NBA Draft Prospect Kennedy Chandler Draws Chris Paul Comparison
Draft prospect Kennedy Chandler is one of the most intriguing point guards in the draft.
NBA talent evaluators view Chandler, who was named SEC Tournament MVP in his lone season with Tennessee, as a shifty point guard with good scoring ability who thrives in pick-and-roll sets, changing speeds, and is a disruptive defender who gets into passing lanes.
He’s already worked out for several teams in the teens, including the Hawks, Hornets, Cavaliers, Rockets, Bulls, and the Bucks and Spurs in the 20s.
While traveling between workouts, Chandler spoke with HoopsHype in a phone interview about how Rick Barnes coached him behind the scenes, answering criticism about his size as a point guard, comparisons to two All-Star point guards, and more.
Who is Kennedy Chandler off the court?
Kennedy Chandler: Off the court, I’m a fun guy to be around and a great teammate. I’m a teammate that you can talk to about anything when you’re going through a rough time and who’s there to help.
What did playing with the USA Basketball Men’s U19 Team and winning a gold medal at the 2021 FIBA U19 World Cup do for your game?
KC: It was a great experience to play in Europe for the first time. My goal was always to win a gold medal. We had a very talented team. Most of those guys are in this draft class now, which is crazy. I feel like they let you play over there a little bit more physically. The rules are different out there, like when the ball is on the goal (rim), you can knock it out. It was nice playing against those teams who have great chemistry and have played with each other for a very long time. I didn’t take playing against those teams for granted.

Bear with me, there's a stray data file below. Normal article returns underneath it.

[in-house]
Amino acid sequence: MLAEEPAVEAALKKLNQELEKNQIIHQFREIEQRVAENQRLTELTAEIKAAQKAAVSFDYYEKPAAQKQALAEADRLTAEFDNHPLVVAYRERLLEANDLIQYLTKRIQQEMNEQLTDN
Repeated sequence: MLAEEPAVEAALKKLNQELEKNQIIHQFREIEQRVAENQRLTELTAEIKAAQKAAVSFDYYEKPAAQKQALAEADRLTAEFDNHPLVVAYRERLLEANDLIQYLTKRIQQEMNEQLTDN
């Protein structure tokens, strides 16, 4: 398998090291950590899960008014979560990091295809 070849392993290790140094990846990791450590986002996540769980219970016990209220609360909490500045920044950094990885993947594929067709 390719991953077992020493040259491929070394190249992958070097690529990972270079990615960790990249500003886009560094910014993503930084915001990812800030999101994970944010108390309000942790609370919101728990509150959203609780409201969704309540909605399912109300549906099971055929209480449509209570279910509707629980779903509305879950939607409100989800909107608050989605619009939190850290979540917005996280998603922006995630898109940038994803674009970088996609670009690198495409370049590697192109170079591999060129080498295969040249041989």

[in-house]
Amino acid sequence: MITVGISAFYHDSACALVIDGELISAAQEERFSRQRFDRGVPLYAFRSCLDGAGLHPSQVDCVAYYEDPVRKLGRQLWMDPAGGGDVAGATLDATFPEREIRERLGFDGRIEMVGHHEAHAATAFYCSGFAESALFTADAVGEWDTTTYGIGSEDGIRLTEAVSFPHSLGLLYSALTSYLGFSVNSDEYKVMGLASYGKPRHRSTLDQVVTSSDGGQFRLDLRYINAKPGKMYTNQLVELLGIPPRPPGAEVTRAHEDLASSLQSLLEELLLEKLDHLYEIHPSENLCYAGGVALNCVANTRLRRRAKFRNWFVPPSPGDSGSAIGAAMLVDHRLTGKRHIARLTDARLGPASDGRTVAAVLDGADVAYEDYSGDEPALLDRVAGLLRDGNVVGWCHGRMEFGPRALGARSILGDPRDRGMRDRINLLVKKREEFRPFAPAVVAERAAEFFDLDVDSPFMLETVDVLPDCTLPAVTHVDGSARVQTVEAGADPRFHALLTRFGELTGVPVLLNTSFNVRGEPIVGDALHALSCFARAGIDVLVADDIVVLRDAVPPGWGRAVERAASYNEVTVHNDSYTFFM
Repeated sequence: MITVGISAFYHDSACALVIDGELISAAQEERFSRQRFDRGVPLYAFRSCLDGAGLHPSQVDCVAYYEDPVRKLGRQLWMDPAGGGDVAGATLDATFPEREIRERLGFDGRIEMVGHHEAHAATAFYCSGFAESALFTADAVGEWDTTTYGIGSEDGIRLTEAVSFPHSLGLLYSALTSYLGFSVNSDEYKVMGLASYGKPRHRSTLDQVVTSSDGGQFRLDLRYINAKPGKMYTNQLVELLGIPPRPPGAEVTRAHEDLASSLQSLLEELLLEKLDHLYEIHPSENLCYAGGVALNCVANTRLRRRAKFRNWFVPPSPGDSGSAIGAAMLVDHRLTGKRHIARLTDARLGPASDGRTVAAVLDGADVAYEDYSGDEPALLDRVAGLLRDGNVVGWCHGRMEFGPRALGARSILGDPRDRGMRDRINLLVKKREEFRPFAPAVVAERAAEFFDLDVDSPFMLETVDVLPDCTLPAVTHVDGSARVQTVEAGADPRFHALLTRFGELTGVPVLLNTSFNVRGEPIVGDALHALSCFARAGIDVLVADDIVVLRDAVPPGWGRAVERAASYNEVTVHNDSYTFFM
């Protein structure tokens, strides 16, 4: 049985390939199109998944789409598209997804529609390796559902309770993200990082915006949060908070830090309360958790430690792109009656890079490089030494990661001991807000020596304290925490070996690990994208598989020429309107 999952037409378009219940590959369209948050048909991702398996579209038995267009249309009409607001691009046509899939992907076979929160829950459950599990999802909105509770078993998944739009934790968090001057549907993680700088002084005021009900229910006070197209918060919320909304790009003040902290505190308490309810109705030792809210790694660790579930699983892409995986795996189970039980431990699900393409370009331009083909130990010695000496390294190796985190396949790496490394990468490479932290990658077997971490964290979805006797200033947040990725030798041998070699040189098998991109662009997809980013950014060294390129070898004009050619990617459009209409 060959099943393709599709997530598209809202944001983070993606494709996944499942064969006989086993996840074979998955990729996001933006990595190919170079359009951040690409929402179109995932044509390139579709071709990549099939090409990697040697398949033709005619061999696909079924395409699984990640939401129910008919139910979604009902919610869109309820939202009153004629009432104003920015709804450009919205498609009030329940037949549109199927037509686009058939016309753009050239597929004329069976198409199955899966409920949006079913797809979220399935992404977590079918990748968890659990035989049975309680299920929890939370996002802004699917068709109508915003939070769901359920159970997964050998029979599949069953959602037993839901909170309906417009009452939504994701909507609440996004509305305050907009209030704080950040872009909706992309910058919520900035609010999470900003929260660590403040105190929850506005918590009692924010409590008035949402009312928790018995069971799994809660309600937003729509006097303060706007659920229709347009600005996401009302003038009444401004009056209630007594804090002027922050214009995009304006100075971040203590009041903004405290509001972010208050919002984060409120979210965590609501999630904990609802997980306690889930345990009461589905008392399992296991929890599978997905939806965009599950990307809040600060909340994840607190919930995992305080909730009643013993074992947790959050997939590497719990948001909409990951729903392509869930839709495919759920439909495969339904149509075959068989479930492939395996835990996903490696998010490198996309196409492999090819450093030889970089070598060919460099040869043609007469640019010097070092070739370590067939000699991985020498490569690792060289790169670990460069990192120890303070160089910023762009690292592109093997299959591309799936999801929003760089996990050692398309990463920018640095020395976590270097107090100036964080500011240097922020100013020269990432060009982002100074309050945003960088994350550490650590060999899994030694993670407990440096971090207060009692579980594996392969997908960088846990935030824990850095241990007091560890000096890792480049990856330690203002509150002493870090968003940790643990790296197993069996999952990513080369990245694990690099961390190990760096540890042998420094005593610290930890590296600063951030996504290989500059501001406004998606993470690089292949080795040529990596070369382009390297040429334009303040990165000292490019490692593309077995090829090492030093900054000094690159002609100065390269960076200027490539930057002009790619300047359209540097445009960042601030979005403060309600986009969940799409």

How was it dealing with the expectations as the nation’s top point guard in your class?
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KC: The first thing I did when I stepped on campus was I told coach Rick Barnes that the goal I wanted to achieve when I was there was for him to push me, challenge me every single day and that I wanted to win an SEC championship and then the national championship. He challenged me every single day in practice, and he never took his foot off the gas. I thank him for that. I learned a lot from him throughout that year there, and he said the same thing about me being a better player on and off the court. We won the SEC championship. They hadn’t won it since 1970-something. That was a big goal for us to achieve and a really fun team to play for.
How did your one season at Tennessee mold you into a better player under Rick Barnes? What did you learn?
KC: When I got to Tennessee, I didn’t have a mid-range game. I learned how to have a mid-range game on offense and where to get my shot off. My mid-range game improved, and I started taking the shots more. I watched film in high school, but I didn’t watch as much film as I did in college. Coach Barnes and I started watching a lot of individual film together. It really helped me as a player, learning what different reads you’d see every game. It helped me grow as a player.